To celebrate International Women’s Day 2018, we spent two days tweeting out profiles of phenomenal innovative women across sectors, throughout history, and around the world. Take some time to scroll through. We predict you’ll get inspiration, education, and motivation. You’ll even see some CSI members on the list!
Before there was autocorrect, there was ripping up what you had typed and starting all over again. Bette Nesmith Graham decided to instead use white paint to cover her typos, and eventually her invention became Liquid Paper. (She got super rich) #WomenInnovate#WomensHistoryMonthpic.twitter.com/oCvHEHmxUq
After seeking treatment for hair loss, Madam C. J. Walker revolutionized Black hair care by inventing “the Walker system”. She sold her homemade products directly to Black women and became the first Black woman millionaire in America. #WomenInnovate#IWD2018pic.twitter.com/eL7dTJ5hXA
Nowyah Williams successfully advocated for Nunavut women to give birth in their communities, rather than 1500kms from home. She said: “The government didn’t understand how strong I was. They didn’t know what kind of goals I had, so they hired me.” #WomenInnovate#IWD2018pic.twitter.com/nWEHKVsbUj
Hamilton’s Florence Lawrence was considered “The World’s First Movie Star”. Her career was ended in 1915 by serious injuries from filming a fire stunt. She then turned to automation, and invented the turn signal. #WomenInnovate#IWD2018pic.twitter.com/bUF8ojxQKI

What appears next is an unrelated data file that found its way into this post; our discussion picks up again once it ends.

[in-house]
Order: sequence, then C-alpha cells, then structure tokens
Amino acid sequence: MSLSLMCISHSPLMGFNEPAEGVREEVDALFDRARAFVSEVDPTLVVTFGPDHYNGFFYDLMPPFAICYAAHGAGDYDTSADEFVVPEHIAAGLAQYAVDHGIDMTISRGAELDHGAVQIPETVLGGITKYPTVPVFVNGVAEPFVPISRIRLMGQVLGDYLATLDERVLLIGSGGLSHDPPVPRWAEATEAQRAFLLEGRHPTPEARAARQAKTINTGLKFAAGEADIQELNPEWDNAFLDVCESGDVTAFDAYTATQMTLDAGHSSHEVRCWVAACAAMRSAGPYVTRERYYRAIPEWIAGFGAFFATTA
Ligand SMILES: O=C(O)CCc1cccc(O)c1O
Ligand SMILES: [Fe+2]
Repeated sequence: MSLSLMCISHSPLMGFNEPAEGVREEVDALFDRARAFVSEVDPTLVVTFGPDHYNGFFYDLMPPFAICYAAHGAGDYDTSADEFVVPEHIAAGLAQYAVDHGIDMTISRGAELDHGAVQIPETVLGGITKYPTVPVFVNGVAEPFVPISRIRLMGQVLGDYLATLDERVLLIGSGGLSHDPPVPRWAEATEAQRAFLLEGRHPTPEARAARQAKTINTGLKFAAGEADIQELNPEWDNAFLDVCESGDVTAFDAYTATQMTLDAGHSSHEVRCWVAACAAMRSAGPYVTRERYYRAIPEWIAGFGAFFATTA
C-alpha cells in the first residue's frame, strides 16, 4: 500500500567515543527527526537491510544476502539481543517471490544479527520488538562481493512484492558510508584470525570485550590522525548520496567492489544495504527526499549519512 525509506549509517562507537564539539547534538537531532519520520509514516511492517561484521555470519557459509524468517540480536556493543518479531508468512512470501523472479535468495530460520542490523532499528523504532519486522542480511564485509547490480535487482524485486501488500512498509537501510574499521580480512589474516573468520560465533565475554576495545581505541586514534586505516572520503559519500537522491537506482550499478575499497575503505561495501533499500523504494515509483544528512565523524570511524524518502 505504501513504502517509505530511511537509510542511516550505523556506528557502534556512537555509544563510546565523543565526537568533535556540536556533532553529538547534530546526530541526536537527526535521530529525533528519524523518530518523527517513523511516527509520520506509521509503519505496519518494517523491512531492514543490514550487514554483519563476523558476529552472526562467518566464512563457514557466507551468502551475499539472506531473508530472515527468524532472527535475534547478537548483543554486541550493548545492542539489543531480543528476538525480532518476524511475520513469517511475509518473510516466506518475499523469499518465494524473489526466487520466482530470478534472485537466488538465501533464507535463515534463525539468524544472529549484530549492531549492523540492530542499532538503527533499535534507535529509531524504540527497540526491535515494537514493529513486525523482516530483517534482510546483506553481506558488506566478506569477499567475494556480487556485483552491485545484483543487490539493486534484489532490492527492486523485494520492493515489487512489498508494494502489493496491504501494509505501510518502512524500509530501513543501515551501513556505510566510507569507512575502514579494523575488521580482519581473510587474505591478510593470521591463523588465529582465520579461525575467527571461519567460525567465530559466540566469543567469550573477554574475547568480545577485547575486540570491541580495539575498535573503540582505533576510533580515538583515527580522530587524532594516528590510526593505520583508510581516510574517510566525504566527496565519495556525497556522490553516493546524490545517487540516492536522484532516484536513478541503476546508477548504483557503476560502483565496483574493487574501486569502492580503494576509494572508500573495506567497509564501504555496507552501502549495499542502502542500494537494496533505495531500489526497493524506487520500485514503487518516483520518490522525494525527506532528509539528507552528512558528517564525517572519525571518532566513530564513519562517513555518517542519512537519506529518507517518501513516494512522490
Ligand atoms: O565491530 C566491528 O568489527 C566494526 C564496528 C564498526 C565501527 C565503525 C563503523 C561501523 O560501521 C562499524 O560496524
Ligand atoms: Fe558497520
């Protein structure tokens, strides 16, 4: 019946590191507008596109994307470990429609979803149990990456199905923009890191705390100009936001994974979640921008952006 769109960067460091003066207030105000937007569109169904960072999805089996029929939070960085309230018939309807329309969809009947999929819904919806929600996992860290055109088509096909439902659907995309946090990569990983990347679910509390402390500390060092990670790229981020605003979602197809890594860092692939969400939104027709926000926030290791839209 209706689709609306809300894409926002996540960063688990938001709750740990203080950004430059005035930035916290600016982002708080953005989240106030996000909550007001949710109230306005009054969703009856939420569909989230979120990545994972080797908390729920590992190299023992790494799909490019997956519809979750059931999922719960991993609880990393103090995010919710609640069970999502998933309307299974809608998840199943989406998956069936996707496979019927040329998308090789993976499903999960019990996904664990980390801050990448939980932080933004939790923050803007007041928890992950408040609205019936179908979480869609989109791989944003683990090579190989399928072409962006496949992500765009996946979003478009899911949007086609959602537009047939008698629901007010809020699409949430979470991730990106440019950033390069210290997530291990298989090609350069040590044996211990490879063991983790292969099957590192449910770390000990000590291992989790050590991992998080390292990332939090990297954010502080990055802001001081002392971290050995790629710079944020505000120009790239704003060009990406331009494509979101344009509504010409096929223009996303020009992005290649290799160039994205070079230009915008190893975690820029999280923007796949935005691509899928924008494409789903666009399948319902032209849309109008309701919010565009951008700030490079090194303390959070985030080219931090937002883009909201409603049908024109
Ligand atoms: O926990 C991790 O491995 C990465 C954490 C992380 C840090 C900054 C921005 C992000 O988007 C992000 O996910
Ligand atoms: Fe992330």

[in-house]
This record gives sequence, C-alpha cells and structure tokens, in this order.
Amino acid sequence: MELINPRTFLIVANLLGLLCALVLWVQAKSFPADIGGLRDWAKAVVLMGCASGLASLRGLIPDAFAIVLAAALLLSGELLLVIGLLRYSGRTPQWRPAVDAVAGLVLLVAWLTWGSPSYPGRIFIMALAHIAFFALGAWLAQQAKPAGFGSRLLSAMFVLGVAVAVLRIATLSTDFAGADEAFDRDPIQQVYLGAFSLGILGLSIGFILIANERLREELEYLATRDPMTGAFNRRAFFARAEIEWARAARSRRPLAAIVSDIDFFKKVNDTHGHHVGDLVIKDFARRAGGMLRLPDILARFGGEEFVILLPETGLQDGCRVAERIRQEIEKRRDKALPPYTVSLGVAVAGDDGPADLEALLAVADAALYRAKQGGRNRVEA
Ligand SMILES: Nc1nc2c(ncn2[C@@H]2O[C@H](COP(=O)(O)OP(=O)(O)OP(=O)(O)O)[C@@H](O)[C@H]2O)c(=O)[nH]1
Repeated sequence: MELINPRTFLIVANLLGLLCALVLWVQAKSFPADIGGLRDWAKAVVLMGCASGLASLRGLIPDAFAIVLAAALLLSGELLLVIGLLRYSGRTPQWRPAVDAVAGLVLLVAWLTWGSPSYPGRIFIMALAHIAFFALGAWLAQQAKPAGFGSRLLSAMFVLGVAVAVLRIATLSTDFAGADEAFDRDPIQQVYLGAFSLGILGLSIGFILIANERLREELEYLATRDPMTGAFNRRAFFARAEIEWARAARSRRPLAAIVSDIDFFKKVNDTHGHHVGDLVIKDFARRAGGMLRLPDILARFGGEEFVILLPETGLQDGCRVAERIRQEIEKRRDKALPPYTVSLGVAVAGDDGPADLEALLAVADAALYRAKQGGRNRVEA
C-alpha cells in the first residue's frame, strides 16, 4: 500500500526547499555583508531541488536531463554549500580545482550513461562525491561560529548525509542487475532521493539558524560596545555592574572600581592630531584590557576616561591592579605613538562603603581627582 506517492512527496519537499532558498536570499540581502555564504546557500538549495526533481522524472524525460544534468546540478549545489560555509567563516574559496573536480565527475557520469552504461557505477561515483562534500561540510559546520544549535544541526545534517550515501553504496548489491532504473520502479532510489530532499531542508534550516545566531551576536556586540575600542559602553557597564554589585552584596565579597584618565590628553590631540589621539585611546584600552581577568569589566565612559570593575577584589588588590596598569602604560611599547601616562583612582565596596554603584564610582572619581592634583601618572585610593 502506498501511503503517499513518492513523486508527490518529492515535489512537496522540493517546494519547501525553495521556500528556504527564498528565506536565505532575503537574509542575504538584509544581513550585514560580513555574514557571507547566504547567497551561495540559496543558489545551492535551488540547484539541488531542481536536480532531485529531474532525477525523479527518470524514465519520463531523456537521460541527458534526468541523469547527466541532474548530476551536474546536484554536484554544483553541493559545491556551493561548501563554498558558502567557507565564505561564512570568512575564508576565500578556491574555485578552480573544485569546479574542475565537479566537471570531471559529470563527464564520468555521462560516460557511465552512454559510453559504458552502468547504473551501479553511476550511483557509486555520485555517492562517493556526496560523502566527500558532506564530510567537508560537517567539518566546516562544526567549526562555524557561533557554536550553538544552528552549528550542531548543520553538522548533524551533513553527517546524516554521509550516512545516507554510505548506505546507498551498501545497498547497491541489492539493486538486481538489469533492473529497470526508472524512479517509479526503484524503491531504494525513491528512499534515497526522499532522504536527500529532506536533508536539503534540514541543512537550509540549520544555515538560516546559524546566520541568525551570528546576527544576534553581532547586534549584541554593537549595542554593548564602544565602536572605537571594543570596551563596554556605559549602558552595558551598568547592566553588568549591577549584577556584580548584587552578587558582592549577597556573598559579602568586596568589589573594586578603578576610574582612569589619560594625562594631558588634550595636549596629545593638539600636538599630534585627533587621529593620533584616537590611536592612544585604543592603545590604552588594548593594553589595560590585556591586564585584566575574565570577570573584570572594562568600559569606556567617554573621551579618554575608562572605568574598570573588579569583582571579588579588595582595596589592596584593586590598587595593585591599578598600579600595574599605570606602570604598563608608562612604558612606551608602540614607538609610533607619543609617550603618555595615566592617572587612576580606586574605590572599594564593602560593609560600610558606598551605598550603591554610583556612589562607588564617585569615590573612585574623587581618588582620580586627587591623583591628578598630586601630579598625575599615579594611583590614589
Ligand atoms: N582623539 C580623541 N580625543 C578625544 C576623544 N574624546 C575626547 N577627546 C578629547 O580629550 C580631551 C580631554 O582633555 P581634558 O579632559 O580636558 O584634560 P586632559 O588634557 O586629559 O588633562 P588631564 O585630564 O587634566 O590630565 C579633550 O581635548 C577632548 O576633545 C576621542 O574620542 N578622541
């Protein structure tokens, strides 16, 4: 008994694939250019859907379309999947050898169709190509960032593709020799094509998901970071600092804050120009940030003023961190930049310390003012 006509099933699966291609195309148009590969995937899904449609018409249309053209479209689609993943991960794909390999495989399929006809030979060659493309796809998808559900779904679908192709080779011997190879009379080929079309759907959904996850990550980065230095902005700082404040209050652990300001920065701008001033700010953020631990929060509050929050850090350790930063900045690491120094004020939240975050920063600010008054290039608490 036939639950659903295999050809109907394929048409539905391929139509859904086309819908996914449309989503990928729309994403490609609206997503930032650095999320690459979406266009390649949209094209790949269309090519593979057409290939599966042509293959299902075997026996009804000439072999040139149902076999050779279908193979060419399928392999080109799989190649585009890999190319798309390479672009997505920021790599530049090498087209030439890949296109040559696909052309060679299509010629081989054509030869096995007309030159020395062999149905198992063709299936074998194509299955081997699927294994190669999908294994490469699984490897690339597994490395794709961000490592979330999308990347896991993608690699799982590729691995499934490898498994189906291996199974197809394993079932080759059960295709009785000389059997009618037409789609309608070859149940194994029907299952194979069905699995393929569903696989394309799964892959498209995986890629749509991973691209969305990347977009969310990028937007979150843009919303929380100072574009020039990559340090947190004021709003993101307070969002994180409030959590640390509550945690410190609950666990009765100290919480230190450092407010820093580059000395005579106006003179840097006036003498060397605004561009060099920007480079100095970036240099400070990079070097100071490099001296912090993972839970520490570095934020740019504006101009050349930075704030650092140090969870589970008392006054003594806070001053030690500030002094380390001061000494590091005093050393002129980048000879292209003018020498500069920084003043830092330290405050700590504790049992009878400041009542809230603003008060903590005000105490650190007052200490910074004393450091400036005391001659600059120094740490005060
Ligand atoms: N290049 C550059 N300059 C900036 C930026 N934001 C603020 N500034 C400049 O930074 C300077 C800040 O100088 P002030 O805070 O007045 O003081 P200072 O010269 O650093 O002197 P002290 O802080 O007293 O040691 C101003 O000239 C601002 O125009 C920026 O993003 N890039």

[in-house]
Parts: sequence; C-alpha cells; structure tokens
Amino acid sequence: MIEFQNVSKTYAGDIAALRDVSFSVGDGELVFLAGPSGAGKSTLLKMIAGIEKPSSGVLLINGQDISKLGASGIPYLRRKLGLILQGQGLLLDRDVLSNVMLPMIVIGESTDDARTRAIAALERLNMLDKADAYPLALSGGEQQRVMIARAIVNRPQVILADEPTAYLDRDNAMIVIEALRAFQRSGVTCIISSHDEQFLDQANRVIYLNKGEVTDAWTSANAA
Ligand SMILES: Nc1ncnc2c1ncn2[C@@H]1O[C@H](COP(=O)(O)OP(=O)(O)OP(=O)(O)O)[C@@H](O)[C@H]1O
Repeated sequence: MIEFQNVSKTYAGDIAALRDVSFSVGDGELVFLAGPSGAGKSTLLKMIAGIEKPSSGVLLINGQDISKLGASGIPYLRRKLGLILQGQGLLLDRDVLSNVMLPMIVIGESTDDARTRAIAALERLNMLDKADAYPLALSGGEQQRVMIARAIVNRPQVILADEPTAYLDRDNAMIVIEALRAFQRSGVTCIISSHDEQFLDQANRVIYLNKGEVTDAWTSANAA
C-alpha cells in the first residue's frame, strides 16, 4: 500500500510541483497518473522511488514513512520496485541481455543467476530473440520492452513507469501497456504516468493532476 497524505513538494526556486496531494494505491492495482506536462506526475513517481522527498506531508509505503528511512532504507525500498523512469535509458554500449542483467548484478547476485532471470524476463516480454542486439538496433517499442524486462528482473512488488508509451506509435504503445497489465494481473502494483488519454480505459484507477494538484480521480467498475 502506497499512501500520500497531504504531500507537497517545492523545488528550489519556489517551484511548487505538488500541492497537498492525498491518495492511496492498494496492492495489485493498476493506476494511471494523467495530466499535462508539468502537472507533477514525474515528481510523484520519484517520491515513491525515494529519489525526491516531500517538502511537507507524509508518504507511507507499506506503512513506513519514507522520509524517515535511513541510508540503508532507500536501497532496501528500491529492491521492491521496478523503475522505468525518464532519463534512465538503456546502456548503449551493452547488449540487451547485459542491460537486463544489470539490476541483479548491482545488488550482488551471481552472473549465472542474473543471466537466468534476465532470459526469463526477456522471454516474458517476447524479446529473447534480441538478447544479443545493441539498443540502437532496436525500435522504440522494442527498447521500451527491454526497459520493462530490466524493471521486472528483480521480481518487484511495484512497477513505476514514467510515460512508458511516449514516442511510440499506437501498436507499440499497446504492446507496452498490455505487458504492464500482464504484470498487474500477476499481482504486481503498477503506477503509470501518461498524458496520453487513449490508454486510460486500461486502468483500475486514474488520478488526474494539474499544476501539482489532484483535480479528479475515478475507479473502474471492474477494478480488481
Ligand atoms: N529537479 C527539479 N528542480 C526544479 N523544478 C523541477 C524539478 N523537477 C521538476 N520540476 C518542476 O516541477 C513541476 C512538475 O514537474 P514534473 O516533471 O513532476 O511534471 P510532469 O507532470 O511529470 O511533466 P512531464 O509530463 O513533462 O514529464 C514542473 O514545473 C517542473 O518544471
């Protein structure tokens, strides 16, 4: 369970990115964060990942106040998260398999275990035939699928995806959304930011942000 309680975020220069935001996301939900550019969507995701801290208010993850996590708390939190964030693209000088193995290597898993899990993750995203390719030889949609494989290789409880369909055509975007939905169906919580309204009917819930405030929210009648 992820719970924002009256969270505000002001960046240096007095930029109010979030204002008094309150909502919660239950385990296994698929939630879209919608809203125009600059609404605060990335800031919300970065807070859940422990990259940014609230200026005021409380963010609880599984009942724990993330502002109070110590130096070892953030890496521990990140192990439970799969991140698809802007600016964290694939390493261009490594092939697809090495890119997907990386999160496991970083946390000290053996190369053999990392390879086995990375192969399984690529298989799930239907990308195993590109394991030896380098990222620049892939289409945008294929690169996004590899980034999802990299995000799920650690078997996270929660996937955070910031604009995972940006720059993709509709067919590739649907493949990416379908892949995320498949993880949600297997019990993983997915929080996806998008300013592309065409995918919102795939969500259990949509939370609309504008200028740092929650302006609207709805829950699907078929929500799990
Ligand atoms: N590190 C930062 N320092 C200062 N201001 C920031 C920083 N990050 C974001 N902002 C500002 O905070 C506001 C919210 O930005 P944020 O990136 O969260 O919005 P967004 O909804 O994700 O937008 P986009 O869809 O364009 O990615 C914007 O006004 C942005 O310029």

Growing up, Susan Olivia Poole saw that women in her Ojibway community would bundle their baby, hang them from a tree branch, and pull on the limb to simulate a bouncing motion. In 1957, she patented and began manufacturing The Jolly Jumper. #WomenInnovate#IWD2018pic.twitter.com/j8KognrirL
Committed to holistic health of the individual and the community, CSI member @dbiyoung created the groundbreaking Anitafrika Method, an intersectional anti-oppression liberation framework rooted in creative discovery for self and collective empowerment. #WomenInnovate#IWD2018pic.twitter.com/azWP3euu4l
Mary Sherman Morgan was a U.S. rocket fuel scientist credited with the invention of the liquid fuel Hydyne in 1957, which powered the Jupiter-C rocket that boosted the first US satellite, Explorer I. (If I did that, I would tell everyone every day.) #WomenInnovate#IWD2018pic.twitter.com/ESlVmGYjXy